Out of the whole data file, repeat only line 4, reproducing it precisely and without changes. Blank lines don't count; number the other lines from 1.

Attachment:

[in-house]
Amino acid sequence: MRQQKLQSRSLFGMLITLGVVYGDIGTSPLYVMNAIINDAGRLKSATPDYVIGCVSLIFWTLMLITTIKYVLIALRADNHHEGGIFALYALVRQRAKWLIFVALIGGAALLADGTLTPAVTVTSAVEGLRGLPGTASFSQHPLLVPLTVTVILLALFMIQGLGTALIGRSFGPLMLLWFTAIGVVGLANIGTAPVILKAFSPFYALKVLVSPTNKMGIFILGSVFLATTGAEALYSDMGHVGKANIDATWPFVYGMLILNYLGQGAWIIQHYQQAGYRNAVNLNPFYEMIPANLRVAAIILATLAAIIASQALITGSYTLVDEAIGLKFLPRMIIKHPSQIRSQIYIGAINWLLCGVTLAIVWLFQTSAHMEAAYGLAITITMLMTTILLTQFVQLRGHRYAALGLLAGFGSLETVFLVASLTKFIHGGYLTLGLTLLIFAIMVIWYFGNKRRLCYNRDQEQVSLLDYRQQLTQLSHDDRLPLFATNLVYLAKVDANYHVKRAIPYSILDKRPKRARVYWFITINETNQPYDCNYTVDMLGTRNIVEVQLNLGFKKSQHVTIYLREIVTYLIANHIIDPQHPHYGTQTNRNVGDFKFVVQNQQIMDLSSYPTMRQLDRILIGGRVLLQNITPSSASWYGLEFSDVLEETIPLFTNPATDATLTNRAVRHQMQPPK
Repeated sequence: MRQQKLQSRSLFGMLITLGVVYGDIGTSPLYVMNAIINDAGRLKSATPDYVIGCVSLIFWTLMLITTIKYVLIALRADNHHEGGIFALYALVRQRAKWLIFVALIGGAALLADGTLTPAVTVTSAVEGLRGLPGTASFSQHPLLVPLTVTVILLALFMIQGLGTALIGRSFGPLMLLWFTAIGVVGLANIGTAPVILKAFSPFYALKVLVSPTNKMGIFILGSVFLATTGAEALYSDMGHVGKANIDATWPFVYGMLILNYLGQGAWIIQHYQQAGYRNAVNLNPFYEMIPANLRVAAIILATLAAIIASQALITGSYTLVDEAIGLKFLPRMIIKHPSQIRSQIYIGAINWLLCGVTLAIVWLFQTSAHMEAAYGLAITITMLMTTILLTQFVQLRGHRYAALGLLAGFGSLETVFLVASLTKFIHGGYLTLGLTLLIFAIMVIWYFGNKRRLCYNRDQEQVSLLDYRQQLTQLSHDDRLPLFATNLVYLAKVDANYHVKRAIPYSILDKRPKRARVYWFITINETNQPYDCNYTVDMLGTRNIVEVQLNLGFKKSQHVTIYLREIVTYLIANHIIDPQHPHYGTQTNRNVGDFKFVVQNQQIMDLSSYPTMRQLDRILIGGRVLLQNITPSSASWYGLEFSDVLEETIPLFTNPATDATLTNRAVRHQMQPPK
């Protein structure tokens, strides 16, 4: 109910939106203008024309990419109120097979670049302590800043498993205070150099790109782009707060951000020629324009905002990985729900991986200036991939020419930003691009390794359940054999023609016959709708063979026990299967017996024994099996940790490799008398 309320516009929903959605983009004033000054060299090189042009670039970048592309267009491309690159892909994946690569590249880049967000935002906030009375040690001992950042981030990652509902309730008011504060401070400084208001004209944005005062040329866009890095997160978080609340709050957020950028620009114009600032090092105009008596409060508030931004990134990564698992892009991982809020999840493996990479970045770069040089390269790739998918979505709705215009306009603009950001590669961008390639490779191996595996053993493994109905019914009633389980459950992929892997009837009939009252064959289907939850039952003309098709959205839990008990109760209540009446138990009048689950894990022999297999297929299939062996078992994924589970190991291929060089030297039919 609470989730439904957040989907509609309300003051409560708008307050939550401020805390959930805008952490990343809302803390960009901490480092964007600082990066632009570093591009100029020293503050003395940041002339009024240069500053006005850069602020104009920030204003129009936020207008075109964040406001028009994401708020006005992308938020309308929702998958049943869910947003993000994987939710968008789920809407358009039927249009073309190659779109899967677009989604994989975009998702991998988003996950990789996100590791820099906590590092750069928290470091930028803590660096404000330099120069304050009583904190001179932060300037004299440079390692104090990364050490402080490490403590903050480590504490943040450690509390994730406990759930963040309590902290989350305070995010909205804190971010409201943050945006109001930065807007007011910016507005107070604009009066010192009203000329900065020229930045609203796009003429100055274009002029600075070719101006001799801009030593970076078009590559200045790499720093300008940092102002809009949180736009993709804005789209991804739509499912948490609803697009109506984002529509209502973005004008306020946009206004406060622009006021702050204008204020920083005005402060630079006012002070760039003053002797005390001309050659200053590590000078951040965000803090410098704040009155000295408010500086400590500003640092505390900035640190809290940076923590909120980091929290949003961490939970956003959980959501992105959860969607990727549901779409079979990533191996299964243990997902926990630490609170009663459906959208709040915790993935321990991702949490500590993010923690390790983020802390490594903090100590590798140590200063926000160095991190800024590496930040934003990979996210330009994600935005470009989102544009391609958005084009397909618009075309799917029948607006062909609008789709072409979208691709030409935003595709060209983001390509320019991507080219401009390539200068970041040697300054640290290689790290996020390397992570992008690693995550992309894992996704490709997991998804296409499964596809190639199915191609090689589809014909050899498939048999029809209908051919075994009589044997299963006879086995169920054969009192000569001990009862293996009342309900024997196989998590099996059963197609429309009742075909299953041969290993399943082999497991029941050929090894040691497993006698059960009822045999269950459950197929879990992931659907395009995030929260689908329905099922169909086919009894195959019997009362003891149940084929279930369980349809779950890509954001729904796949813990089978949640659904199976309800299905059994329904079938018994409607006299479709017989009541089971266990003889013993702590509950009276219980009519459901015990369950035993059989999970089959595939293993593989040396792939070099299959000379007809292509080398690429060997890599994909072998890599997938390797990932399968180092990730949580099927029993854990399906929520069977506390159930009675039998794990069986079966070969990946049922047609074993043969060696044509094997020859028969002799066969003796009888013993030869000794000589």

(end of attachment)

């Protein structure tokens, strides 16, 4: 109910939106203008024309990419109120097979670049302590800043498993205070150099790109782009707060951000020629324009905002990985729900991986200036991939020419930003691009390794359940054999023609016959709708063979026990299967017996024994099996940790490799008398 309320516009929903959605983009004033000054060299090189042009670039970048592309267009491309690159892909994946690569590249880049967000935002906030009375040690001992950042981030990652509902309730008011504060401070400084208001004209944005005062040329866009890095997160978080609340709050957020950028620009114009600032090092105009008596409060508030931004990134990564698992892009991982809020999840493996990479970045770069040089390269790739998918979505709705215009306009603009950001590669961008390639490779191996595996053993493994109905019914009633389980459950992929892997009837009939009252064959289907939850039952003309098709959205839990008990109760209540009446138990009048689950894990022999297999297929299939062996078992994924589970190991291929060089030297039919 609470989730439904957040989907509609309300003051409560708008307050939550401020805390959930805008952490990343809302803390960009901490480092964007600082990066632009570093591009100029020293503050003395940041002339009024240069500053006005850069602020104009920030204003129009936020207008075109964040406001028009994401708020006005992308938020309308929702998958049943869910947003993000994987939710968008789920809407358009039927249009073309190659779109899967677009989604994989975009998702991998988003996950990789996100590791820099906590590092750069928290470091930028803590660096404000330099120069304050009583904190001179932060300037004299440079390692104090990364050490402080490490403590903050480590504490943040450690509390994730406990759930963040309590902290989350305070995010909205804190971010409201943050945006109001930065807007007011910016507005107070604009009066010192009203000329900065020229930045609203796009003429100055274009002029600075070719101006001799801009030593970076078009590559200045790499720093300008940092102002809009949180736009993709804005789209991804739509499912948490609803697009109506984002529509209502973005004008306020946009206004406060622009006021702050204008204020920083005005402060630079006012002070760039003053002797005390001309050659200053590590000078951040965000803090410098704040009155000295408010500086400590500003640092505390900035640190809290940076923590909120980091929290949003961490939970956003959980959501992105959860969607990727549901779409079979990533191996299964243990997902926990630490609170009663459906959208709040915790993935321990991702949490500590993010923690390790983020802390490594903090100590590798140590200063926000160095991190800024590496930040934003990979996210330009994600935005470009989102544009391609958005084009397909618009075309799917029948607006062909609008789709072409979208691709030409935003595709060209983001390509320019991507080219401009390539200068970041040697300054640290290689790290996020390397992570992008690693995550992309894992996704490709997991998804296409499964596809190639199915191609090689589809014909050899498939048999029809209908051919075994009589044997299963006879086995169920054969009192000569001990009862293996009342309900024997196989998590099996059963197609429309009742075909299953041969290993399943082999497991029941050929090894040691497993006698059960009822045999269950459950197929879990992931659907395009995030929260689908329905099922169909086919009894195959019997009362003891149940084929279930369980349809779950890509954001729904796949813990089978949640659904199976309800299905059994329904079938018994409607006299479709017989009541089971266990003889013993702590509950009276219980009519459901015990369950035993059989999970089959595939293993593989040396792939070099299959000379007809292509080398690429060997890599994909072998890599997938390797990932399968180092990730949580099927029993854990399906929520069977506390159930009675039998794990069986079966070969990946049922047609074993043969060696044509094997020859028969002799066969003796009888013993030869000794000589």